I’ve just been packing my bag for the Synod sessions which begin tomorrow. I remembered to include sunglasses, in case the lights from TV cameras turn out to be too headache-inducing. I also packed some paracetamol to be on the safe side.
For many members of this Synod, it will be their first experience of being so exposed to the mass media. In my experience, based on a previous spell on Synod when the women’s ordination measures were the main area of contention, it’s never been helpful to have this sort of attention. The whole ‘The eyes of the world are upon us’ vibe can lead to playing to the cameras, or to extreme nerves.
Ah yes, ‘the world’. One of the main themes since before the elections to this Synod concerned how the church and the world should connect. As I addressed in a blog post here at that time, are we supposed to be ‘counter-cultural’? If so, which culture are we called to ‘counter’ and why does that always seem to be about sexuality and gender identity, rather than about poverty or racism or consumer culture?
I’ve heard the phrase ‘car crash’ used by conservatives, but we don’t yet know whether, or at what point, this week’s meeting is going to become unpleasant. We’ll continue to be exhorted to be gracious, to show respect, to honour the Pastoral Principles: to ‘acknowledge prejudice, speak into silence, address ignorance, cast out fear, admit hypocrisy and pay attention to power’. The first part of the group work on Tuesday is focused on these, but the difficulty lies in knowing how to balance them. If someone shows ignorance then we address it. But if they disagree and tell us we are the ignorant ones, we end up with a slanging match. So do we just tiptoe around, treading cautiously on any potential eggshells, or tell it like it is?
There’s plenty of fear around, expressed by those whose lives are the object of discussion (not a good place to be) and who have not always been in the room where decisions are made, including those from a range of positions who say that they can’t stay in the church if the bishops’ document GS2289 is to be taken as the way forward; too much/not enough. Others, of course, have already left because of how they have been treated in their congregations, or – at the conservative end – because they felt they could not remain in the C of E even while sexuality was under discussion. GS2289, with what to me seems a very gentle approach of entirely optional Prayers to be used with people in various situations – not just after a civil partnership or civil marriage – is for conservatives the final straw, in a way that the ordination of women somehow wasn’t (although at the time when that was passing through Synod, I recall that it too was supposed to be fracturing a ‘creation ordinance’).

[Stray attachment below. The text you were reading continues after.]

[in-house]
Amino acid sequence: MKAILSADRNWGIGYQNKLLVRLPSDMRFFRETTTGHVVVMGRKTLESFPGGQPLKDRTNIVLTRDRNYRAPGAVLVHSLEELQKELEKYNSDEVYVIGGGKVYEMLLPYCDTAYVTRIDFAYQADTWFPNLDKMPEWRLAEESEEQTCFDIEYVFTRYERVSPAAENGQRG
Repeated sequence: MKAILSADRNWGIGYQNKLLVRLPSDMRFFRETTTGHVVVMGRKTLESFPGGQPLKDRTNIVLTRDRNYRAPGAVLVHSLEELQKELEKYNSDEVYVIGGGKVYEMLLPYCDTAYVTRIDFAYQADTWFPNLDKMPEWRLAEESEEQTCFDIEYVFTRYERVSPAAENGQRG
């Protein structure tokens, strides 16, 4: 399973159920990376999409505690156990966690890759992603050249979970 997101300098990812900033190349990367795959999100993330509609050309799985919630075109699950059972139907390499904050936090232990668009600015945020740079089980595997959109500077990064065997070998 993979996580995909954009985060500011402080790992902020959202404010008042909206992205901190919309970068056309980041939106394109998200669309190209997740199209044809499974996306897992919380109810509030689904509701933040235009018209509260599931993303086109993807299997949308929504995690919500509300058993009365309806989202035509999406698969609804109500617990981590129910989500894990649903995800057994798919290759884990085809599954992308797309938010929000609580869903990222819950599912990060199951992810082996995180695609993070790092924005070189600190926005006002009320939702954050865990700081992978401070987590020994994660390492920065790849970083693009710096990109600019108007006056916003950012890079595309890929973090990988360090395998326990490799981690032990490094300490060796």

And then there’s power: in a Synod which seems to be split down the middle, who has power? After six years of LLF, and decades of previous reports; over 10 years since the House of Bishops brought together a group to reflect on human sexuality (the ‘Pilling Report’); more than 30 years since the Osborne report was commissioned before being suppressed (for twenty-two years…), and since the House of Bishops published Issues in Human Sexuality, using the term ‘homophile’ to avoid any idea that those attracted to people of the same sex would ever go beyond feelings; and over 40 years since the ‘Gloucester Report’… I don’t see how any Bible passage, argument or personal experience is going to persuade one group that they were wrong all the time. Does power lie with the House of Bishops? Who can do what, with what level of synodical majority?
My view is that the proposals offer a way forward which will help some people while allowing those who disagree to stay well away from any exposure to something with which they can’t agree. Blessing same-sex relationships (which isn’t even included in the draft Prayers commended by the bishops) is never going to ‘devalue’ my opposite-sex marriage. Nor do I see how it would ‘devalue’ those who have felt called to find ways of living other than marriage; whether they classify what they are doing as not yet having found a partner, or as singleness, or as celibacy (there’s even a Single Consecrated Life service offered in some dioceses) and that includes people who would welcome the Prayers now being suggested for something else called Covenanted Friendships. I am not sure how far this last category is open to friends who are not of the same sex, as two bishops I’ve asked have answered this question differently, but no doubt we’ll find out next week.
Tomorrow, Monday, we have half an hour from the Archbishop of Canterbury, presumably in part setting the scene, and also a presentation on the group work. On Tuesday, a session of Questions about Living in Love and Faith, and four hours on the group work itself. On Wednesday, five hours of debate, presumably with someone trying a procedural motion to argue that over forty years of foreplay isn’t enough and that we need to go away again. Somewhere in all that, there are three other debates in which I am particularly interested: on funding theological education, on the cost of living and on safeguarding.
Prayers as you start this week and looking forward, as always, to your reflections
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As a now ex-Anglican it looks to me like an invitation to a public ritual disembowelling